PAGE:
10 November 2016

Underwater's Ultimate Weapon



Listen to this audio recording below from Radiolab [1]. Start from 2:00 and end at 3:25.

What did you hear?

Rice pops? Twigs being burned? Frying bacon?

No – they are snapping shrimps, or rightfully called “pistol” shrimps which belong to the family Alpheidae. Do the sound even hint to a deadly weapon?

For starters, a snapping shrimp is a tiny creature, reaching one to two inches – just half of your finger [4]. Now it gets scarier: it has a distinctive large claw which it uses to stun a prey instantaneously! The cracking sound produced is what you hear during low tide in shallow waters. Some species live mutually with gobies in burrows: the shrimp provides a home for the goby, while the fish confers protection to shrimp against predators [2].

Why do these shrimps make an incessant sound? 

In 2000, European scientists discovered that the sound is produced from the formation of cavitation bubble released when the claw rapidly snaps shut [3]. Charged with a speed of up to 100 km an hour [1,3,4], the bubble can go for a swift kill in a matter of 300 microseconds [3]. As the pressure stabilizes, the bubble pops with a loud bang reaching about 220 decibels [1, 5]. That is equivalent to the sound of a jet engine [1], enough to break small jars [4]. And yes, it’s louder than a gun shot which is around 150 decibels [7]. It actually competes with the sperm whale as the loudest animal in the ocean [4].  

It emits not only a ‘deafening’ sound but an ultra-fast light when the bubble collapses. It is thought to exhibit sonoluminiscence - emission of short bursts of light [4] caused by a strong sound field [3]. If it were to be seen at the time of collapse, the temperature inside the bubbles must be a least 5,000 degrees Kelvin, comparable to the surface of the sun at 5,800 degrees Kelvin. The ephemeral flash of light lasts no longer than 300 picoseconds (a picosecond is one trillionth of a second) [3]. 

The violence of it all is lies on the sheer extremes of temperature and pressure before bursting – a truly impressive and deadly weapon. Now that’s intimidating.

Credit: National Geographic

Below is pistol shrimp in action, releasing its deadly, supersonic bubble [6].


Here’s another interesting feat.

Pistol shrimps helped the Americans win World War II. Yes, you read it right. Since the crackling sound they produce is intense enough to disrupt underwater communication, US Navy submarines used the shrimp beds to interfere with the sonar, therefore attacking the Japanese while hiding on their makeshift invisibility cloak [1,2]. They even installed speakers on their ships to mirror the shrimps’ sounds! [1].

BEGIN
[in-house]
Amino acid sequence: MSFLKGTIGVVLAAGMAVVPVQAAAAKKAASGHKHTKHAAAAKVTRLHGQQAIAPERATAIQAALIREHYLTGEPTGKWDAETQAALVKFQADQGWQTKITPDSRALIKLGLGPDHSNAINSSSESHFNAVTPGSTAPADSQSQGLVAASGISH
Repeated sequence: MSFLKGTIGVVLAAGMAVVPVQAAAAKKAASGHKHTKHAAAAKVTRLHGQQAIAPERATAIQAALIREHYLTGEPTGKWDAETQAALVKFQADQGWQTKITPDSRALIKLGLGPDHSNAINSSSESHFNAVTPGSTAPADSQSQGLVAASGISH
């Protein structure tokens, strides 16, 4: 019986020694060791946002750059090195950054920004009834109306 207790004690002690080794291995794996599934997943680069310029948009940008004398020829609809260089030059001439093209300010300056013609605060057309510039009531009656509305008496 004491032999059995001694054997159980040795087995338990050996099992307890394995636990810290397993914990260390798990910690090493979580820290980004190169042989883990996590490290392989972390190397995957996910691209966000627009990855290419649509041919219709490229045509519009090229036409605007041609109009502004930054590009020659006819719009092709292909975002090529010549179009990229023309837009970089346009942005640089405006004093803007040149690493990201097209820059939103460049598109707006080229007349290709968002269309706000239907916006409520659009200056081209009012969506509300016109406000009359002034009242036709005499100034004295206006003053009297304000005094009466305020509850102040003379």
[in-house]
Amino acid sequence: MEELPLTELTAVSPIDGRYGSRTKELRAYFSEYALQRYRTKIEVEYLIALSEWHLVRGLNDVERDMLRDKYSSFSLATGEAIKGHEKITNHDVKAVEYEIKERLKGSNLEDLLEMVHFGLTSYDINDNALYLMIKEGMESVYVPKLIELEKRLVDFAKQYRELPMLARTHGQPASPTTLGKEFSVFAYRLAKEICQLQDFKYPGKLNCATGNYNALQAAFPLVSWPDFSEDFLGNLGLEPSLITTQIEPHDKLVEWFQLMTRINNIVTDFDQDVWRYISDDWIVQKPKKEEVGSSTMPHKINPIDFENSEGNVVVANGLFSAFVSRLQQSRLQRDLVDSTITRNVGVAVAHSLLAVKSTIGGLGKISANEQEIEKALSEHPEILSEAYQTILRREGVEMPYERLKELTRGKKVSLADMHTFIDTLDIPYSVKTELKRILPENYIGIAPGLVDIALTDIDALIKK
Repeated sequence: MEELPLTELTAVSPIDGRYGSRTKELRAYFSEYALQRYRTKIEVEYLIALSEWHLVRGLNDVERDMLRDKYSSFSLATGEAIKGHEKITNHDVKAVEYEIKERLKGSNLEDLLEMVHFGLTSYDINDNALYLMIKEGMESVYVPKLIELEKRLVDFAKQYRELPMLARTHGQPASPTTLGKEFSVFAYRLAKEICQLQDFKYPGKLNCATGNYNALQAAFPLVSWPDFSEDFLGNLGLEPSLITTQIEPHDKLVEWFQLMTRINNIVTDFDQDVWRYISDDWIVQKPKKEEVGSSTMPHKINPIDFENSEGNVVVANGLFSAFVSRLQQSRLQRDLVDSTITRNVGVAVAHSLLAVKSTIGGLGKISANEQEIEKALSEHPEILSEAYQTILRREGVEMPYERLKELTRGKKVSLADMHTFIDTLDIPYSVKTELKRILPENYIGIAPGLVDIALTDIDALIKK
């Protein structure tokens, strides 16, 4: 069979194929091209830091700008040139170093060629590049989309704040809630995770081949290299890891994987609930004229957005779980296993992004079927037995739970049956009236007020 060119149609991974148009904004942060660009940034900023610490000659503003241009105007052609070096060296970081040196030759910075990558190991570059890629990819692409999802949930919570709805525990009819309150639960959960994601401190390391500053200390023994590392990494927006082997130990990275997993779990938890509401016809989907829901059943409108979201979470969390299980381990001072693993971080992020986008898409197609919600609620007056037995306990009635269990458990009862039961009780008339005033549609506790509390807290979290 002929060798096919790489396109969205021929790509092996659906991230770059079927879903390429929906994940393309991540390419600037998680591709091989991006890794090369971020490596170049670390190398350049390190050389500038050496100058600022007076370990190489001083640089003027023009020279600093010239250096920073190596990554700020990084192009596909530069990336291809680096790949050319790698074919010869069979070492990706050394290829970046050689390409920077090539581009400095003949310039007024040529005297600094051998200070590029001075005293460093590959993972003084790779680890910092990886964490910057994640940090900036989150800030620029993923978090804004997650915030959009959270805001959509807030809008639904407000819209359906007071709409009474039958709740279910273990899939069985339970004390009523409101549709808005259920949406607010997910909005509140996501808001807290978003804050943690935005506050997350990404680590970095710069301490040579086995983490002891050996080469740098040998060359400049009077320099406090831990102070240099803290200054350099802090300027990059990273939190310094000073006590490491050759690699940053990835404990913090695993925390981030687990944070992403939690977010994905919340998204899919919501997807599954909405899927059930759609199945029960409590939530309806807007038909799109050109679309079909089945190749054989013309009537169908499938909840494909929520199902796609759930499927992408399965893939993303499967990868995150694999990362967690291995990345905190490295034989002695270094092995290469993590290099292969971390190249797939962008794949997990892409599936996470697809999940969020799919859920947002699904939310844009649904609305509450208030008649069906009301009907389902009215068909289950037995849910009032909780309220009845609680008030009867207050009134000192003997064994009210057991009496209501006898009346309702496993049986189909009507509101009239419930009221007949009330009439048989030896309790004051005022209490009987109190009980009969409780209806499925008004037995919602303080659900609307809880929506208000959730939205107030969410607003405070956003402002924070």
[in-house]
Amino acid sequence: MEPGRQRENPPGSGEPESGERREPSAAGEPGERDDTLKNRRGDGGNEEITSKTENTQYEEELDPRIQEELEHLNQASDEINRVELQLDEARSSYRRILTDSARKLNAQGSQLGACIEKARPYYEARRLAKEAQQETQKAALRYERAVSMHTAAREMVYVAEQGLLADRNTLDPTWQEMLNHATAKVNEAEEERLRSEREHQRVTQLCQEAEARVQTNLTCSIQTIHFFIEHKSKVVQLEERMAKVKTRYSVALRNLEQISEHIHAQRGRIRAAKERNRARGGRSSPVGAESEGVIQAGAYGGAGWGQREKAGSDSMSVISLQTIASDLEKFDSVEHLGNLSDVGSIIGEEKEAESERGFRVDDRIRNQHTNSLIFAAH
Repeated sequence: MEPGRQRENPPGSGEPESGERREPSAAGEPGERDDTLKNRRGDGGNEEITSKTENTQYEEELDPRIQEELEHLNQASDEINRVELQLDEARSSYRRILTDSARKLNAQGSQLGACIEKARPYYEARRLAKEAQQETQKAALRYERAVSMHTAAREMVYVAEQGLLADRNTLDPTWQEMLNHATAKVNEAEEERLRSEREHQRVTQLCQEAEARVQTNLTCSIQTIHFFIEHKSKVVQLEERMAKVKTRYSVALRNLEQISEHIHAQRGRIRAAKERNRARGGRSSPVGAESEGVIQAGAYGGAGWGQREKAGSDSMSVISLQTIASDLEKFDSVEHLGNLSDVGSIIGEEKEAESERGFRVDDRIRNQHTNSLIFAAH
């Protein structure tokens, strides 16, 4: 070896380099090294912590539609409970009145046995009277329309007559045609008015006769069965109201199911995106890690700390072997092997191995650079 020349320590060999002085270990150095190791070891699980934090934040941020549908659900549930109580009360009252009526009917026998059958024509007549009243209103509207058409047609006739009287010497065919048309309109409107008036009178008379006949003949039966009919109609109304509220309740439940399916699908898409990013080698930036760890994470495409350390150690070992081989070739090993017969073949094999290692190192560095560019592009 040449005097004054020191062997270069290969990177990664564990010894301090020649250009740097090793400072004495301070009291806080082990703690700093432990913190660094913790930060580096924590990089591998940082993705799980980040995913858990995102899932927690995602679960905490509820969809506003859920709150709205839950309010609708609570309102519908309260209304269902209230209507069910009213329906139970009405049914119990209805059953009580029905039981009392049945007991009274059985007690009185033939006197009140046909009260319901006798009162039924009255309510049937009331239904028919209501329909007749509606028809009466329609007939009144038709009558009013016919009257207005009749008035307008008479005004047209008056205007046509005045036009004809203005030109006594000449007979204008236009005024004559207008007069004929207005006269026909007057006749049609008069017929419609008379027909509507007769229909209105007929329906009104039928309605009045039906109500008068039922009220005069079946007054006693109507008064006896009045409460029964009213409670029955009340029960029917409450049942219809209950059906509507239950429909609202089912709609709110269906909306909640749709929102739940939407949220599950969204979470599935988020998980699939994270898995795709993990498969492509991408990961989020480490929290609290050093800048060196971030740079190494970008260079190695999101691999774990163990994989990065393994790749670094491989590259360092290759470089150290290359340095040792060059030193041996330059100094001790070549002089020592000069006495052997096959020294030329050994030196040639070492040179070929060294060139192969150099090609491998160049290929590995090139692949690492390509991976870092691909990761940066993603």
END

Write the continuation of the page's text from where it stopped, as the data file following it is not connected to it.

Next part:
Awesome, isn't it?

To know more about snapping shrimps or pistol shrimps, visit SeaLifeBase.

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[1] Iono.fm. (2016, November 10).  Bigger than bacon [Audio file]. Retrieved from https://iono.fm/e/286830
[2] Riley, A. (2016, January 29). This shrimp is carrying a real-life working stun gun. BBC Earth. Retrieved from http://www.bbc.com/earth/story/20160129-the-shrimp-that-has-turned-bubbles-into-a-lethal-weapon
[3] Roach, J. (2001, October 3). Snapping shrimp stun prey with flashy bang. National Geographic. Retrieved from http://news.nationalgeographic.com/news/2001/10/1003_SnappingShrimp.html
[4] Anirudh (2013, February 13). 7 interesting facts about pistol shrimp or snapping shrimp. Retrieved from https://learnodo-newtonic.com/pistol-shrimp-facts
[5] Ocean Conservation Research (2016). Snapping shrimp. Retrieved from http://ocr.org/sounds/snapping-shrimp/
[6] Nat Geo Wild. (2013, April 11). World’s deadliest – amazing pistol shrimp stun “gun” [Video file]. Retrieved from https://www.youtube.com/watch?v=KkY_mSwboMQ
[7] Simon, M. (2014, July 11). Absurd creature of the week: the feisty shrimp that kills with bullets made of bubbles. Wired. Retrieved from http://www.wired.com/2014/07/absurd-creature-of-the-week-pistol-shrimp/

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